Three reservoirs providing drinking water for Port Jervis, New York, are now 73 percent full, according to the city’s chief water plant operator Scott Decker on Oct. 11.
Following a good amount of rain, the city’s smallest reservoir at the head of the water filtration plant is now full, followed by the Huguenot Brook reservoir at 75 percent full.
The largest reservoir on Sparrowbush Brook, which is four times the size of smallest lake, is 65 percent full.
Over the past 30 days, the city had 8 inches of rain, Decker said.
He estimates future fall rain will raise the water levels to 80 percent, a safe amount for the city to weather through the winter.
Decker works with the National Oceanic Atmospheric Administration on long-range weather forecasts.
“If we don’t get the rain, then we just hope for heavy snow in the winter. When the snow melts in the springtime, it will fill our reservoirs back up,” Decker told The Epoch Times.
Rainfall and snowmelt are two major water sources for the city. A few connected ponds also supply water but to a much lesser extent, he said.
“Honestly, I’m not a big fan of rain or snow, because of all the things that come with it—it is messy, it is tough. But you learn to respect it over time because that’s where our water comes from,” he said.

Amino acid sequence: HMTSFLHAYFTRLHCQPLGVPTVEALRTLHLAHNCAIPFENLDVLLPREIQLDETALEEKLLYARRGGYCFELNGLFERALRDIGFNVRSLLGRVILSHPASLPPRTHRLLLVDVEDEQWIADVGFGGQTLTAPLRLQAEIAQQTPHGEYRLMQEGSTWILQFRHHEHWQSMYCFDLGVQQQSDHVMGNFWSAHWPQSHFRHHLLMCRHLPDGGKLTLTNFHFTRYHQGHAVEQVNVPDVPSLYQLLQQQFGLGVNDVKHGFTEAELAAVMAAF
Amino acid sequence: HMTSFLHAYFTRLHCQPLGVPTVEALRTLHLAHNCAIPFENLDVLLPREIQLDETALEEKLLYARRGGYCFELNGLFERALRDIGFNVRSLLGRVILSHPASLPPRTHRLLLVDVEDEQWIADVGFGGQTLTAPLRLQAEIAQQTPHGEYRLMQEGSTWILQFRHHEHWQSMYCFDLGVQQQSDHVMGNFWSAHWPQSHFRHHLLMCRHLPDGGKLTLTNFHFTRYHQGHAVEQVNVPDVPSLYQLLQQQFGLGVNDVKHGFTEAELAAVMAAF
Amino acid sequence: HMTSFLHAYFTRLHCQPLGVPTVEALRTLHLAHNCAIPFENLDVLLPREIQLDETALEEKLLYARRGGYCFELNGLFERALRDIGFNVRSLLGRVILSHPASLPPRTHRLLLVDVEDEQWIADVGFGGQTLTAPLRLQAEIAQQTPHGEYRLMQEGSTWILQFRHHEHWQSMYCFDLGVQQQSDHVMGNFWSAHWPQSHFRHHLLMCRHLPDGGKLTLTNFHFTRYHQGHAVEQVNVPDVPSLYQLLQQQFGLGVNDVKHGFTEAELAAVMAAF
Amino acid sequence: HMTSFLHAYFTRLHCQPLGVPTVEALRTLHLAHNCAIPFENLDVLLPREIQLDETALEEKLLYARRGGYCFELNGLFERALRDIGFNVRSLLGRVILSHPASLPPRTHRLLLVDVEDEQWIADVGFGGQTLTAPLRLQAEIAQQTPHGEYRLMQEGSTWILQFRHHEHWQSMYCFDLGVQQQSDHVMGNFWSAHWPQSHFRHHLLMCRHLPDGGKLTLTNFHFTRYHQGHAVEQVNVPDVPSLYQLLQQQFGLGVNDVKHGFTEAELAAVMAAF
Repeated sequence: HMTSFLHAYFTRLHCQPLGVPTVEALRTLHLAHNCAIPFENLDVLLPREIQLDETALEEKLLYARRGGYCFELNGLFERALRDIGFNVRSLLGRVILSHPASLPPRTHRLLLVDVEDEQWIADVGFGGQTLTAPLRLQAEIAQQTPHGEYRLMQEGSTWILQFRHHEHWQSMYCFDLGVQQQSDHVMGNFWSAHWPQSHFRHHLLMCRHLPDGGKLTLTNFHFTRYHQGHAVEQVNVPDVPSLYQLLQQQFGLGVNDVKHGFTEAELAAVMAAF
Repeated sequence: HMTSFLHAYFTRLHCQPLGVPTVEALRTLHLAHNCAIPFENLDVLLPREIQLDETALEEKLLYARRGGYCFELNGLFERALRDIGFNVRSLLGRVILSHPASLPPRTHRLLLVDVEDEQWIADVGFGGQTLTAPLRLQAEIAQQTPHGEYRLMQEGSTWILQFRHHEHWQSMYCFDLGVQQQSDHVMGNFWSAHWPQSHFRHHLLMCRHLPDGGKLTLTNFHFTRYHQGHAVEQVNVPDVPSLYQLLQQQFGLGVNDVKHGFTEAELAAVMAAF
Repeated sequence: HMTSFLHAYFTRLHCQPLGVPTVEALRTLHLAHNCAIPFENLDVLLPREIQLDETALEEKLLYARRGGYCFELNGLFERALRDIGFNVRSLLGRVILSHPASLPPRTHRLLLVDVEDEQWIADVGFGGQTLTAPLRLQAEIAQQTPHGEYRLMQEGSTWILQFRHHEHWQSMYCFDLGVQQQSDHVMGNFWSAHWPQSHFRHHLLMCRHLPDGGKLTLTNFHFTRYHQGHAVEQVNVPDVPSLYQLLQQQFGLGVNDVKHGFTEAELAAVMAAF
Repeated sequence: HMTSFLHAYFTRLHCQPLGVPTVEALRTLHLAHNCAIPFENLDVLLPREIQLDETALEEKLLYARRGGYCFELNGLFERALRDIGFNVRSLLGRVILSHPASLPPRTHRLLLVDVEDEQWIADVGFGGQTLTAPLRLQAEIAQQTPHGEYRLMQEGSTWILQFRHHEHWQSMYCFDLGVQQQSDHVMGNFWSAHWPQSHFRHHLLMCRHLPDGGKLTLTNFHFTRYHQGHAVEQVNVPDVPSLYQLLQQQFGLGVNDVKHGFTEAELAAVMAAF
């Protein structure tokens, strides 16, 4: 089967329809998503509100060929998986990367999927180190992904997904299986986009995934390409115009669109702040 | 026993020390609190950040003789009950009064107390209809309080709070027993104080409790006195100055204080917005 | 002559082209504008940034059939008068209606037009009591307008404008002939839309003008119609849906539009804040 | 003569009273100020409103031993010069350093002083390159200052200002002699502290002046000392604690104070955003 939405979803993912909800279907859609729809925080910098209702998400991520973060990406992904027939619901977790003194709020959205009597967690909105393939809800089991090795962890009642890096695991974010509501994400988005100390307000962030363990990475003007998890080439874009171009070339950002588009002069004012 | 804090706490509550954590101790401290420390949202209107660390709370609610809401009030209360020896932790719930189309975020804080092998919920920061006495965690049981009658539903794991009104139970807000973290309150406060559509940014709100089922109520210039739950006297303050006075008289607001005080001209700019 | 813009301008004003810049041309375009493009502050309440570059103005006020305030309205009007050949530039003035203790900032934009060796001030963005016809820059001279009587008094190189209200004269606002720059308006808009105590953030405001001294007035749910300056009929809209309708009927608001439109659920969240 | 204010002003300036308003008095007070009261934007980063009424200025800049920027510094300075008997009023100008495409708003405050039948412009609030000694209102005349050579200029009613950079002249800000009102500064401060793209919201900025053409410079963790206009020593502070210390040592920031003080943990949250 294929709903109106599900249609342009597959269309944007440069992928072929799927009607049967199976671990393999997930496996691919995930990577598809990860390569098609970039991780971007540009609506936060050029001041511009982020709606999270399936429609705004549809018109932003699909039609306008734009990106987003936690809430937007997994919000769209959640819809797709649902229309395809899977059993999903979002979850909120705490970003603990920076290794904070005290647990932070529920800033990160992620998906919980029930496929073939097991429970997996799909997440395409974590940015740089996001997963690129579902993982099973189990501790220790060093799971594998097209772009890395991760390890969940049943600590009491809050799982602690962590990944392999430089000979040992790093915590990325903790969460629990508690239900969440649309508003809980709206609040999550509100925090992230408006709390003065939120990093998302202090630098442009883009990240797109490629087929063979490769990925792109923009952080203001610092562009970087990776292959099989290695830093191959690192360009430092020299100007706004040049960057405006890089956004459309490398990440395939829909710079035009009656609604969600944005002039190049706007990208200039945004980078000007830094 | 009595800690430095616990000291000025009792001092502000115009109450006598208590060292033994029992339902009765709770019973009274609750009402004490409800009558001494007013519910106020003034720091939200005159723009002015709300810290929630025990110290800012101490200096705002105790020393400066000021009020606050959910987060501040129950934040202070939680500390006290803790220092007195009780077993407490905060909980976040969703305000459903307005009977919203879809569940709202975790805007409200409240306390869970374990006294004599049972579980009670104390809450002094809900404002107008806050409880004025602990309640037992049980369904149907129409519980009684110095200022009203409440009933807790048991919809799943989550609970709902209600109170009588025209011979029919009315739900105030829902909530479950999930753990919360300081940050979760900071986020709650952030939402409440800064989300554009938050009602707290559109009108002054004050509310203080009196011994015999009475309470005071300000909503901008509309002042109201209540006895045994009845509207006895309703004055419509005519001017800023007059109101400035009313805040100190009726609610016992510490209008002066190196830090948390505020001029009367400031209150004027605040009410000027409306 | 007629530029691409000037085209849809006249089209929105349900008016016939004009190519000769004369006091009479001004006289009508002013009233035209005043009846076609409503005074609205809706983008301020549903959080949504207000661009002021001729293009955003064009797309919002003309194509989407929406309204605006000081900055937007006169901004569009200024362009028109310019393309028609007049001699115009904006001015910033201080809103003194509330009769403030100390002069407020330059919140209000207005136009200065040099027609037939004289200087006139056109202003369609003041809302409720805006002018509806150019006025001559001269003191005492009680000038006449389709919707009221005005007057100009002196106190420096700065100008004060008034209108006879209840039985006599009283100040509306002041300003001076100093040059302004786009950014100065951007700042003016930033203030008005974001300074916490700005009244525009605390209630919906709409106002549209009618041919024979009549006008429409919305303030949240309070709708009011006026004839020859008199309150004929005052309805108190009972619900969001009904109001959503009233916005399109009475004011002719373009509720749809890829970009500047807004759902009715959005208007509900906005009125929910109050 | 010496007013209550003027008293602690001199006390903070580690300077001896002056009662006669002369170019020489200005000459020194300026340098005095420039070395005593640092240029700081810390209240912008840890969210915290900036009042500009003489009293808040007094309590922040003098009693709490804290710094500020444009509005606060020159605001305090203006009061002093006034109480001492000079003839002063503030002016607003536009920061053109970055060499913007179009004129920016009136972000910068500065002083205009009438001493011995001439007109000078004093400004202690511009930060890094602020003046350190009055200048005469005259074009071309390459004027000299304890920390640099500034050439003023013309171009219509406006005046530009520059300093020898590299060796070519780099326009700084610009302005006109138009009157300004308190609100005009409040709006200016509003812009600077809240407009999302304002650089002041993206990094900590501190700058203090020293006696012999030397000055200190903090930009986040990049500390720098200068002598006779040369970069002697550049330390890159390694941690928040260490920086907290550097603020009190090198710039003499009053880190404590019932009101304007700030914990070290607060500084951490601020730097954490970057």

This year’s dry season affected a big portion of the Hudson Valley and Western New York, including Port Jervis, whose water levels dropped to below 50 percent in July.
On July 11, the city began asking residents for voluntary water conservation.
Nearby Middletown also recommended conservation as the drought brought its full reservoirs down to 80 percent.
Rockland County, just south of Orange County, declared a stage two water emergency and enacted mandatory restrictions on water use in mid-August.
Following increased fall rain, the New York State Department of Environmental Conservation recently took nearby Sullivan, Delaware, Greene, and Columbia counties off the drought watch list.
However, Orange and Rockland County remain on the list as of Oct. 11.
Port Jervis draws water from three interconnected reservoirs in a 3000-acre watershed, two-thirds of which are owned by the city, according to its 2020 water quality report.
The reservoirs have a combined capacity of 572 million gallons.
In 2020, the city produced a total of 330.5 million gallons, with the highest single-day water distribution at 1.2 million.
About a decade ago, the city had a year-long drought, bringing the reservoir levels down to 30 percent. The city enacted mandatory water restrictions and violators were fined, Decker said.